The Myth of 30,000 Feet

January 02, 2017

The Myth of 30,000 Feet

I often hear people in business use the phrase 30,000 feet. With few exceptions, it is never heard from visionaries, and rarely heard from successful entrepreneurs. Yet, the phrase persists in its everyday use, and its understanding by many as a place to visit – just for a time.

There is a reason for this disconnect, and it has everything to do with our internal definition of the phrase. Some would define it as a level of detail, but is is much more accurate to define it in terms of the angle of view. The angle of view to 30K feet of someone who is grittily delivering the details of a startup is decidedly UP. And if you think about it, logic would say that in a startup, it is highly likely to be right view. After all, it seems one would have to look up from analysis, look up from code, look up from employees, rent, funding, and so much more. The details, the uncelebrated details seem to be aligned with Edison’s 90% perspiration rule. And so, the 30,000-foot metaphor was born, and was immediately seen as a place to go and visit, and not for too long. After all, that is not where the details are – and details are important.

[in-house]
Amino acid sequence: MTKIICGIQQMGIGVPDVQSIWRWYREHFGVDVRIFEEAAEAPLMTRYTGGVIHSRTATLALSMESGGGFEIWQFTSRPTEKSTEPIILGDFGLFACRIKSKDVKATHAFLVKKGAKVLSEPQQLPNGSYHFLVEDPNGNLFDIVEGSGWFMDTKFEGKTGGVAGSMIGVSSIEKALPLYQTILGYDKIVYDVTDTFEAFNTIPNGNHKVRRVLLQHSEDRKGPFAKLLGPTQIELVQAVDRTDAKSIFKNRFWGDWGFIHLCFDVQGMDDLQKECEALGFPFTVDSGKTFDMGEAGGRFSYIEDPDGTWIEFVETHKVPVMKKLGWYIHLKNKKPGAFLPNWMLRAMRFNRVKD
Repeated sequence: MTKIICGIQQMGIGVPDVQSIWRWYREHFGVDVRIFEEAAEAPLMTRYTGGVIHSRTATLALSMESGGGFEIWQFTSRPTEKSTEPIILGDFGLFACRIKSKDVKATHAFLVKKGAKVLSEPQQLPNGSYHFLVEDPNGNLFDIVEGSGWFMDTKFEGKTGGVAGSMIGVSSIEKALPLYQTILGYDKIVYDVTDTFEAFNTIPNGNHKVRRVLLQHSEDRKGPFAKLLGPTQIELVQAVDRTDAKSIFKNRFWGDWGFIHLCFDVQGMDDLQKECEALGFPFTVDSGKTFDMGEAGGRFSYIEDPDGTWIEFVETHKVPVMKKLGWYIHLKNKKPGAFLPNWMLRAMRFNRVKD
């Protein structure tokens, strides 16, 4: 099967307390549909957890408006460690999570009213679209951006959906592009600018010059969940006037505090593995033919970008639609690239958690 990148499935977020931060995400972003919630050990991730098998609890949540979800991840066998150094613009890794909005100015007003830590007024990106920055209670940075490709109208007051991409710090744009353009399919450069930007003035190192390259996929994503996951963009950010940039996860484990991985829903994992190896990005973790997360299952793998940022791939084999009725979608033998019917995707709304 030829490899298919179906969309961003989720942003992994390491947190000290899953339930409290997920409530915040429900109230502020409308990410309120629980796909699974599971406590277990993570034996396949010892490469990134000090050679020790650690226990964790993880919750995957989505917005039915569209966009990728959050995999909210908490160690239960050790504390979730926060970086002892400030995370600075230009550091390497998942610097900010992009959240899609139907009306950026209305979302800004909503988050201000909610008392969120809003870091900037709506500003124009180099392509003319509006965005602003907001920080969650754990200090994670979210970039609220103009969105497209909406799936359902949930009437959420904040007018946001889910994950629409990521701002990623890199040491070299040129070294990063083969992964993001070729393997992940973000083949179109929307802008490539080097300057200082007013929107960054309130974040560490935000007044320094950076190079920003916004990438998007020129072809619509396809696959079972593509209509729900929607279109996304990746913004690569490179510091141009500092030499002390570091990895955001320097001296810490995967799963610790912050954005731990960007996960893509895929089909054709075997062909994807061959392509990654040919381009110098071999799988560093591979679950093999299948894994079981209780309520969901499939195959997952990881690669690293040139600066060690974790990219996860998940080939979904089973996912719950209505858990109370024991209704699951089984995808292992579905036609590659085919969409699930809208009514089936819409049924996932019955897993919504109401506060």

What is often missed is that the angle of view from 30,000 feet is OUT and decidedly not, down. And, the view has important and rich detail about the road ahead that is often significantly more important than your current product or market approach. The richness of this kind of detail is a way that you can look OUT while you analyze, code, employ, seek funding, etc…. Looking out is the kernel of what successful entrepreneurs will describe as they tell you about their breakthrough story. Sadly, it is also what is missing from many stories of difficult learning experiences.

It is tempting to say that one should strike a balance of both angles of view, but we are humans – and will have a bias. What do you think?